Making a Difference: Halle Gudgell

Miami Regionals’ student Halle Gudgell is full-time mother, full-time student, full-time community advocate.

Halle Gudgell didn’t plan on going to college right out of high school, and she didn’t plan on staying in Hamilton. But since she did, the Miami Hamilton campus and the entire city–if not the entire community–are enjoying the fruits of her unexpected journey.

Halle’s “Plan A” in high school was to join the United States Navy as Military Police when she graduated in 2014, and since she goes all-out when she goes, she was a leader in the Hamilton High School NJROTC program.

Halle speaking at Hamilton High in Mrs. Huff's class about getting involved with Seat at the Table and how important it is to get involved in your community.
Halle speaking at Hamilton High in Mrs. Huff’s class about getting involved with Seat at the Table and how important it is to get involved in your community.

“I felt it was my duty as a citizen to serve and put my time in, to give back to my country,” she said. “Anybody can tell I’m a very patriotic person. I’m all about the red, white and blue, and my friends all make fun of me.”

But halfway through her senior year, she got pregnant, and switched to “Plan B”, a degree in criminal justice from Miami University Regionals with the goal of becoming a civilian police officer.

As it often happens, however, a class opened her eyes to another path. In Halle’s case, it was a Political Science class in her very first semester.

“One of my professors said that if you want to see change, you have to make a difference yourself,” she said. “Basically, if you can’t beat them, join them. Politics is the way our country is run, regardless of how corrupt it may seem.”

A friend in that class enlisted her aid in starting a new group, Student Association for Law and Politics.

“So we started that last year,” Halle recalled. “We hosted a Meet the Candidates Night at Miami Hamilton Downtown and a voter registration event. We even took a group to Washington, D.C. for a tour.”

“We hosted an event called Politics and Pizza where students can come in and voice their opinion, talk about what’s on their minds, and we provide the pizza,” she said. “There aren’t a lot of places you can go to discuss these things without being judged.”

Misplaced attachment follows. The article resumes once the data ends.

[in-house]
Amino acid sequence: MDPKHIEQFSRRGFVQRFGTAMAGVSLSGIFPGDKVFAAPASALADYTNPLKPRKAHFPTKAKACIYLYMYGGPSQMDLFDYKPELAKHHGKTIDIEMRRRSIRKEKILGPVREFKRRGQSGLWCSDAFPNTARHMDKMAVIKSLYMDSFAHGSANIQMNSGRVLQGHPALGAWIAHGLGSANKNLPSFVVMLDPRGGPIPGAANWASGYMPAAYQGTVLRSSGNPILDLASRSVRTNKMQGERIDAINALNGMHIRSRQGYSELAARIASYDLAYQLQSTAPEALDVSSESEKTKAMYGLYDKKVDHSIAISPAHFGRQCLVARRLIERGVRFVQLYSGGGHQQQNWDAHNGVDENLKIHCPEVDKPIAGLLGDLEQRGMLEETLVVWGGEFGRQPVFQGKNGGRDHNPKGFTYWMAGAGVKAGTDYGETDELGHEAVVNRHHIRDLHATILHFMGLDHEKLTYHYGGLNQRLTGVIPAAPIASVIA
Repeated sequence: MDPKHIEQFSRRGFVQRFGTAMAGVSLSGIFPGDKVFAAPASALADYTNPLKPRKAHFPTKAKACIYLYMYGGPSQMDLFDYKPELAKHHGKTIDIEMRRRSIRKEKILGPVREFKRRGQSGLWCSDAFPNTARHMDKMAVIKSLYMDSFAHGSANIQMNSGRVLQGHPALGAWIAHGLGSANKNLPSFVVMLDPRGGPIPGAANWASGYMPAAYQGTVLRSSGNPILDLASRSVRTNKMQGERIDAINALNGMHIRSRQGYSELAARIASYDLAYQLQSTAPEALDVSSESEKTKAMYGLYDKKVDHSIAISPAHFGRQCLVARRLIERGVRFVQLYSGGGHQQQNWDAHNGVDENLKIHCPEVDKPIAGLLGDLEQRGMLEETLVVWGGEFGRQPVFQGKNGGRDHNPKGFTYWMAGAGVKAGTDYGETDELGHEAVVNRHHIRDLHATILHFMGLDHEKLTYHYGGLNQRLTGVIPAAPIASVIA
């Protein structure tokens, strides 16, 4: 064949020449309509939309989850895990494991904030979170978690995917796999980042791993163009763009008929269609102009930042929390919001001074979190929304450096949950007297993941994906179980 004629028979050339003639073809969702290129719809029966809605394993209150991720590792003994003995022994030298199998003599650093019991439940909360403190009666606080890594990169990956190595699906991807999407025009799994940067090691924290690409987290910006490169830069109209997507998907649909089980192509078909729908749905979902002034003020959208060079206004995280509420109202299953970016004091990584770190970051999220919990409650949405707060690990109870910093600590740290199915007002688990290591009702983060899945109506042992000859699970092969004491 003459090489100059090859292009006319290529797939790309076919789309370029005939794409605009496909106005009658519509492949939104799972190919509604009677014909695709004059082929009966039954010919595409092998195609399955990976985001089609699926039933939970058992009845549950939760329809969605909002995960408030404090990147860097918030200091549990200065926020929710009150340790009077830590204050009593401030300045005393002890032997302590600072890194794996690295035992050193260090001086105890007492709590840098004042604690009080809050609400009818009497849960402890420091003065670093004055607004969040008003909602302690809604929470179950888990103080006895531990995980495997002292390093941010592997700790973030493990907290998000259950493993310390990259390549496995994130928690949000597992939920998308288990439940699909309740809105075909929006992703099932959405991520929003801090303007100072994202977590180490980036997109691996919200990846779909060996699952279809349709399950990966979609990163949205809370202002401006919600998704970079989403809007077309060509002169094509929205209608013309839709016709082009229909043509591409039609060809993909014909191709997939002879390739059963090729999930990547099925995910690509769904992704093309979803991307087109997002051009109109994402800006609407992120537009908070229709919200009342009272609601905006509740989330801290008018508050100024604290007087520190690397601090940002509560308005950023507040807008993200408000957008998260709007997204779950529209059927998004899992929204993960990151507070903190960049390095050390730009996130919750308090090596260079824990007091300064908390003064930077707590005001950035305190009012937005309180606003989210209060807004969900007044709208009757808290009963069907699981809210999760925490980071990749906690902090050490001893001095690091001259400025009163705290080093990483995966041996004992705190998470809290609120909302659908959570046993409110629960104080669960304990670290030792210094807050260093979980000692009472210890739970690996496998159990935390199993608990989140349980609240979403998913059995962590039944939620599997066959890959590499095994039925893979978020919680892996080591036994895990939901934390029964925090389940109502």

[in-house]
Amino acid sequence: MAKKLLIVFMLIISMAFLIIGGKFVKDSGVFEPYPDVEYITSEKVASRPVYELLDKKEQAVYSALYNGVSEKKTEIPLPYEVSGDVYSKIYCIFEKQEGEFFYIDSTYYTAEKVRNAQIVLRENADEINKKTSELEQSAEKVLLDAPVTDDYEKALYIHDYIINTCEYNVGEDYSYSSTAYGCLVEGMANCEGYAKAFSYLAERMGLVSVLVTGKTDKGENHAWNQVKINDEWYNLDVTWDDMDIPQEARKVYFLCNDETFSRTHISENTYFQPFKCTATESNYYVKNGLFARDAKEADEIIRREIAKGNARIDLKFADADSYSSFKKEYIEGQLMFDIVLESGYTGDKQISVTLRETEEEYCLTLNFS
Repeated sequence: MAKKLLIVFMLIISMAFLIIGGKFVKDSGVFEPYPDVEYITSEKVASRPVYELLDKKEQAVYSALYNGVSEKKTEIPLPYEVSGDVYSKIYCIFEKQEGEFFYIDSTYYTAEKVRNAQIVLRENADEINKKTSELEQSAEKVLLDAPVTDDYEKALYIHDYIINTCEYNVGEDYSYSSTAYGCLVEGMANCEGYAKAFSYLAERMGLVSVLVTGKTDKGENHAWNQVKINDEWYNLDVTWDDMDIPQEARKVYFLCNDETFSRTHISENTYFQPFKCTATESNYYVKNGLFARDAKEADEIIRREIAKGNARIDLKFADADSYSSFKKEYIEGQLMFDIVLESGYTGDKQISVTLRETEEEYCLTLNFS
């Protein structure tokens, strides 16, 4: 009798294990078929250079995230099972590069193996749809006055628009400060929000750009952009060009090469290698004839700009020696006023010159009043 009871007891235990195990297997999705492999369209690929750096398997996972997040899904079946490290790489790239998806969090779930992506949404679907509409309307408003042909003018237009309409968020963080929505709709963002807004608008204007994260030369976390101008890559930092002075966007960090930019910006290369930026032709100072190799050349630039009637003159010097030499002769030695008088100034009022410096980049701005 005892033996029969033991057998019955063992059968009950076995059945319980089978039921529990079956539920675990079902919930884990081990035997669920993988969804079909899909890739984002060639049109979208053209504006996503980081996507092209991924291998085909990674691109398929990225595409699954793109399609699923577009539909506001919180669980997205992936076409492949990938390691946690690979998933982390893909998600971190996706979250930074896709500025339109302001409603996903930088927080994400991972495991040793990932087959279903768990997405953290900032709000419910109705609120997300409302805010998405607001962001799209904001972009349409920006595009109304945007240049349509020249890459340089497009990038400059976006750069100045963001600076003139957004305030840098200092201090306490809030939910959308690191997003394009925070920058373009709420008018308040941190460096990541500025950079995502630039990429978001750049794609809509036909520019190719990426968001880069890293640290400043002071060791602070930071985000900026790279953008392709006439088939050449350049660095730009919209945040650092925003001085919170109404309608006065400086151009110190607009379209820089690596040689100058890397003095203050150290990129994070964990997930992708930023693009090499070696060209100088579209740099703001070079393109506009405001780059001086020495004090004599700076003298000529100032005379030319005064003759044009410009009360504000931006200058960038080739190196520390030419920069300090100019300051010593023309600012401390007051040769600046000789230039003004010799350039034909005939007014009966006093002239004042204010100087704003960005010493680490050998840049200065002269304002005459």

In a busy life, being a mother is one of the most rewarding things and in the end, her son Clayton is Halle's motivation.
In a busy life, being a mother is one of the most rewarding things and in the end, her son Clayton is Halle’s motivation.

During her freshman year, she decided to run for the Miami Senate, but soon raised her sights higher to the executive level and ran for secretary of the student government. She had her campaign all planned out with posters and candy give-a-ways so that she could reach out to her fellow students, so even when her opponents dropped out of the race, she followed through on the campaign, and she won. A year later, she was elected president of Miami Hamilton’s Student Government Association.

She also helped start a local program for the community called Seat at the Table, a nonprofit organization to promote voting and to get people registered.

“From there it took off to trying to get people more civically engaged in their community,” she said. “Right now, we’re working inside the high schools to build programs to help against the heroin epidemic. We’re connecting them with local officials, helping them build change in their community.”

“Back in June, we had a summit where Hamilton Mayor Pat Moeller and other officials came in and spoke to the students about getting involved and making change.”

Halle is also active in the Criminal Justice Society, a student group that has hosted events like jail tours and recruitment nights to open a light on opportunities in the criminal justice field.

Because of her lingering interest in the military, she also got involved in campus programs to help veterans, and from there her efforts began to spread off campus and out more into the community.

At a veteran’s awards ceremony at the Voice of America Learning Center, she met State Representative Tim Derickson.